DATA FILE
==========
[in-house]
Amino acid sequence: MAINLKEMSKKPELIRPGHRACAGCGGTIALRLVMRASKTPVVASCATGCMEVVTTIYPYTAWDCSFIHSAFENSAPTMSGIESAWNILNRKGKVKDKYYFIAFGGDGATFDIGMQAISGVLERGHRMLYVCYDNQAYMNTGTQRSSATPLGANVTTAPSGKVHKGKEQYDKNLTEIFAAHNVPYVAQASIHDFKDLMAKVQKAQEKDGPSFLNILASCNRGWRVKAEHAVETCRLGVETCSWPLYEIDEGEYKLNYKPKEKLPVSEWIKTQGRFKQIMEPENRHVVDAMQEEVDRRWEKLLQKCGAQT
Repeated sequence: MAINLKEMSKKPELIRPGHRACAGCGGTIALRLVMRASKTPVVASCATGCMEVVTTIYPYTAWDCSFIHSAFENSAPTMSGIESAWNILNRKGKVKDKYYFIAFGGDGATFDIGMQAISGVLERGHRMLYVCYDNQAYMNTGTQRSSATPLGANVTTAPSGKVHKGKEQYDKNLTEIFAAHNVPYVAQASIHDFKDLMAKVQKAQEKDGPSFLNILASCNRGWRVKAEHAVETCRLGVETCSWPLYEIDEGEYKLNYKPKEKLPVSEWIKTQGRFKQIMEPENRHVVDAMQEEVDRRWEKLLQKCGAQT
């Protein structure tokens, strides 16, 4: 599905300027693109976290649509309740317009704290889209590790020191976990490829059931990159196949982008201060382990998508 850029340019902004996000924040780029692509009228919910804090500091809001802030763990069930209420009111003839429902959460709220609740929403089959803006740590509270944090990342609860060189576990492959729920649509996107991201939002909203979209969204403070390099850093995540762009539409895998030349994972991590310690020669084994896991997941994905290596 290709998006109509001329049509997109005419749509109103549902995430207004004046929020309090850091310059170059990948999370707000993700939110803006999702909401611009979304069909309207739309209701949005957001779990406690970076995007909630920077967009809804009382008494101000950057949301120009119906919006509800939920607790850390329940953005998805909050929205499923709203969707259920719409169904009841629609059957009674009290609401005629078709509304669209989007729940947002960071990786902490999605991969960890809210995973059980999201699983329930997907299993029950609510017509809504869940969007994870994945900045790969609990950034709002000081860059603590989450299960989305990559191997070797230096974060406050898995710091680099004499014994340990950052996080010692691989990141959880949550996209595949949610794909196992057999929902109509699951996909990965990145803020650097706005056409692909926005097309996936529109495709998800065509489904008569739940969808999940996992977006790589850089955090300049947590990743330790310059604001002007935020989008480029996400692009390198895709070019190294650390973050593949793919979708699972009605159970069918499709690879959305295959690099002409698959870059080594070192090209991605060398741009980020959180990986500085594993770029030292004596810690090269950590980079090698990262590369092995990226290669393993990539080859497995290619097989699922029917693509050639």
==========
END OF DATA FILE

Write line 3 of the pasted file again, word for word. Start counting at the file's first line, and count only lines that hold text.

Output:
Repeated sequence: MAINLKEMSKKPELIRPGHRACAGCGGTIALRLVMRASKTPVVASCATGCMEVVTTIYPYTAWDCSFIHSAFENSAPTMSGIESAWNILNRKGKVKDKYYFIAFGGDGATFDIGMQAISGVLERGHRMLYVCYDNQAYMNTGTQRSSATPLGANVTTAPSGKVHKGKEQYDKNLTEIFAAHNVPYVAQASIHDFKDLMAKVQKAQEKDGPSFLNILASCNRGWRVKAEHAVETCRLGVETCSWPLYEIDEGEYKLNYKPKEKLPVSEWIKTQGRFKQIMEPENRHVVDAMQEEVDRRWEKLLQKCGAQT